As a nation we could and should do better. America is faced with a world war on terrorism. We are just coming off a stunning victory in Iraq. We should all pause, reflect and offer a proper salute and thank you to those who gave their lives so that we may be free to go swimming, to play baseball or go to the Memorial Day sales.
Across the Potomac River from our nation's capitol each year a stirring event takes place. A few days before Memorial Day, hundreds of U.S. soldiers place small American flags at each of the 260,000 gravestones at Arlington National Cemetery. Those soldiers then stand guard over the gravesites 24 hours a day to ensure that each flag remains standing until they are removed after Memorial Day ceremonies have ended.
There are 260,000 gravestones at Arlington. There are hundreds of thousands at other national and private cemeteries here in America and on foreign soil. What a tremendous price has been paid for our freedoms. We should all remember that freedom isn't free! The price is blood and death and lonely families.
"Decoration Day," as Memorial Day was originally called, was first observed in the south during the Civil War. And now, 140 years later, we reflect on the many generations of heroes and the wars they fought. It may have been in the jungles of the South Pacific, the bloody beaches of Normandy, the icy slopes of the Korean Peninsula, the rice paddies and the highlands of Vietnam and more recently the mountains and caves of Afghanistan or the deserts of Iraq.
And we must always remember Sept. 11, 2001. That day brought conflict to our shores. Earlier this month, during a trip to New York, my wife and I were privileged to receive a private and personal tour and briefing inside the fence at "Ground Zero." It was a somber reminder that today there is another enemy attacking the United States and our interests around the world. Again, it will take heroic sacrifices to defeat this international terrorist enemy.
Memorial Day is set aside so that we may honor those who gave their lives for a noble cause. These were America's youngsters who left their homes, their families, their jobs, their schools, their factories and took up arms. They all had dreams of returning home. Many didn't. Their dreams were cut short by an artillery barrage, a sniper's bullet, a killer torpedo or the flaming wreckage of an aircraft plunging to earth.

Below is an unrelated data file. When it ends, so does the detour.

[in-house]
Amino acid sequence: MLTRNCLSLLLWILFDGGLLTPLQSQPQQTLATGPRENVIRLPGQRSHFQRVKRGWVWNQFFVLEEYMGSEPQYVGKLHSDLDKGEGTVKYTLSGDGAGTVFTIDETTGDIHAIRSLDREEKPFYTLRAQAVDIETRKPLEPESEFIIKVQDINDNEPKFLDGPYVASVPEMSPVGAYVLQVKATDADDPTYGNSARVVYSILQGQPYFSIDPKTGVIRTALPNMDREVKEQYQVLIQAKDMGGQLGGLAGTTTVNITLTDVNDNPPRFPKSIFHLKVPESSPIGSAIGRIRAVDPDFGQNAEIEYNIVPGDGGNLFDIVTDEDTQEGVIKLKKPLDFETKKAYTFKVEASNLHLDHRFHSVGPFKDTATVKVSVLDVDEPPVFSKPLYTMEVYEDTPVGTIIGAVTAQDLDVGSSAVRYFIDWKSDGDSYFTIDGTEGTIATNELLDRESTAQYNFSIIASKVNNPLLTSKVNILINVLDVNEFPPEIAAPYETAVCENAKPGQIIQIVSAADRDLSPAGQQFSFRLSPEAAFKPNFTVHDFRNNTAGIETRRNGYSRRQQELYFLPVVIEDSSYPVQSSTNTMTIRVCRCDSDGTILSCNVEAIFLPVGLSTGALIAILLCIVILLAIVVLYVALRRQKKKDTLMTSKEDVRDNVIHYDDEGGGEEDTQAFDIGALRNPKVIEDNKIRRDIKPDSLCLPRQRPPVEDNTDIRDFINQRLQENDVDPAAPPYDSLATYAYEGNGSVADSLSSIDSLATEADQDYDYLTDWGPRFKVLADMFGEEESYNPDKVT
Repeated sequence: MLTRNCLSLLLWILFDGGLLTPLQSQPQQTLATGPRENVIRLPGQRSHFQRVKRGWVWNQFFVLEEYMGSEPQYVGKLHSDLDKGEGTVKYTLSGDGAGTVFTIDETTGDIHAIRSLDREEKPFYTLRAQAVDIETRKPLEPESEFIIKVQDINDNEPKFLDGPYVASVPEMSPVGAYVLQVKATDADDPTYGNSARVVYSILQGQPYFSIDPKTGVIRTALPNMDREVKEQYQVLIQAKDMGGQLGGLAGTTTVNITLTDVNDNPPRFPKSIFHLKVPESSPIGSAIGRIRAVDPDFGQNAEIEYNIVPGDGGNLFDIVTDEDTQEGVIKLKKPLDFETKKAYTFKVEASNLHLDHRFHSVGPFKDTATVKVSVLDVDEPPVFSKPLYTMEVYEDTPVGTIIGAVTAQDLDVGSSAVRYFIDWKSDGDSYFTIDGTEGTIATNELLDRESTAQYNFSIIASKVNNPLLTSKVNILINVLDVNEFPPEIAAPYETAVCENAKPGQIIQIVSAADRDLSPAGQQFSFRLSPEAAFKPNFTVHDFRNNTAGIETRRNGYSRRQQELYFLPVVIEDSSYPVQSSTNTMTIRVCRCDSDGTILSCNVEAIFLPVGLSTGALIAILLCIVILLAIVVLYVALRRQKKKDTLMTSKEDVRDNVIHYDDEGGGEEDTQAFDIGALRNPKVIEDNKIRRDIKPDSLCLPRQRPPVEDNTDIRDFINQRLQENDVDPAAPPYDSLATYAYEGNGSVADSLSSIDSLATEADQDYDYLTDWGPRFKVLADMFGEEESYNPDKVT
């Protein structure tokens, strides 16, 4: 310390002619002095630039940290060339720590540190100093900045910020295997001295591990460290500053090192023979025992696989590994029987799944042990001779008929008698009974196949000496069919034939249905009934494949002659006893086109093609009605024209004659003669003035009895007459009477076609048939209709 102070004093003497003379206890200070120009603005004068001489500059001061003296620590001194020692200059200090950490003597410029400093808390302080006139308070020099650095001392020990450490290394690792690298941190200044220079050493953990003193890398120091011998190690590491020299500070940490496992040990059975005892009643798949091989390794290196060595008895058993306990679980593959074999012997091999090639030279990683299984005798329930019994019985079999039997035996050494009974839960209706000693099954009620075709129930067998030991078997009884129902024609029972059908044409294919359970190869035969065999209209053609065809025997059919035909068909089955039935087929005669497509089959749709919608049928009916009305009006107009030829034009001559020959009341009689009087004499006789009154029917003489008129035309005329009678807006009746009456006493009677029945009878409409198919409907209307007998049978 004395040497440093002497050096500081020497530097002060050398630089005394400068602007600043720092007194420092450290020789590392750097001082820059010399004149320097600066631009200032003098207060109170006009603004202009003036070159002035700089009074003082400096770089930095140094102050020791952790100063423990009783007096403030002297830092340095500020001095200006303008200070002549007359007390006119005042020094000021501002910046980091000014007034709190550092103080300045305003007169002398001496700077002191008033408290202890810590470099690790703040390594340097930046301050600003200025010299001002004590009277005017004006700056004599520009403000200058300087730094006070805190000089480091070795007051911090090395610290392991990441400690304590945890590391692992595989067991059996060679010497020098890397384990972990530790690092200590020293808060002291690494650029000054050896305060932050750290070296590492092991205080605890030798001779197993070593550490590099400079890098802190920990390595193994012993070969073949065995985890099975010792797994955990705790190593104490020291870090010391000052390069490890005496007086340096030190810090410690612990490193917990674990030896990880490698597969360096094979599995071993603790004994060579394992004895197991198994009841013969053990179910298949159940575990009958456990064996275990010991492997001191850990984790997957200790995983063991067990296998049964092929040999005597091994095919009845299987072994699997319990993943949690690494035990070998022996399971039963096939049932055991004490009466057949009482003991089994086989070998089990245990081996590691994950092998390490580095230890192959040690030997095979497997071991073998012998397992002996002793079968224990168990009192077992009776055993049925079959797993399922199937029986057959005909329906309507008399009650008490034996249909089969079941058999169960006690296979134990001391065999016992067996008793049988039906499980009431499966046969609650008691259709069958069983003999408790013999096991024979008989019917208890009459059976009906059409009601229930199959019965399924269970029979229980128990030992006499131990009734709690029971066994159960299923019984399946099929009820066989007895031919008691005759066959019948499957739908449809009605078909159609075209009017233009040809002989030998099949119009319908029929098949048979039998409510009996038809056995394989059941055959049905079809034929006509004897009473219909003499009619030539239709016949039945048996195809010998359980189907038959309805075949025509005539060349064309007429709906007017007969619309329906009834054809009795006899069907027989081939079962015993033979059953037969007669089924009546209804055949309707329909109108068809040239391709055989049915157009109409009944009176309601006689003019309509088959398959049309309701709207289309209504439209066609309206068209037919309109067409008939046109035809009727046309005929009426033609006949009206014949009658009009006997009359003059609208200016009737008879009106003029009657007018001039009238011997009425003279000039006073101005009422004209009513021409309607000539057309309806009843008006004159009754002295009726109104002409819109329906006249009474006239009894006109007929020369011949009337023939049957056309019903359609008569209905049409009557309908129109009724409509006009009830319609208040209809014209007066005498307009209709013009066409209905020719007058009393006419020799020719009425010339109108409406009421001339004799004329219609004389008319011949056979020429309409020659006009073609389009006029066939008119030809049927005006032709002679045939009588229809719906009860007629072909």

As President Ronald Reagan once remarked, "They gave up two lives -- the one they were living, and the one they would have lived."
There are tens of thousands of grave sites today where there is no one left who knew these heroes when they lived. Time takes its toll. But we should never let the day come when none of us remember the sacrifices which were made for the rest of us -- the living.
Wars should be a thing of the past. Unfortunately, they are not. Currently, our nation is engaged in a war on international terror. It is not a war which we sought. We will win this war, but there will be sacrifice. There will be more of America's sons and daughters who will pay the ultimate price to preserve our freedoms.
We have just witnessed an amazing and successful military campaign in Iraq that ended the brutal dictatorship of Saddam Hussein. We did a lot of "high fiving" and congratulating ourselves with our quick victory there. Let us not forget the cost of that victory. More than 100 American men and women gave their lives. Hundreds more were injured.
And let us not forget those who lost their lives in the mountains and plains of Afghanistan. There too, America's sons and daughters continue to pursue international terrorists; and they strive to bring security and normalcy to that war ravaged nation.
Let me close by suggesting there are lots of days to go swimming or play baseball or go to a sale. This year I would suggest you celebrate Memorial Day by visiting a cemetery, a church, a chapel, a mosque or a temple. Say thanks to a fallen hero. While there, reflect on the four simple words which are inscribed on the Korean War Memorial in Washington, D.C.
"Freedom is not free."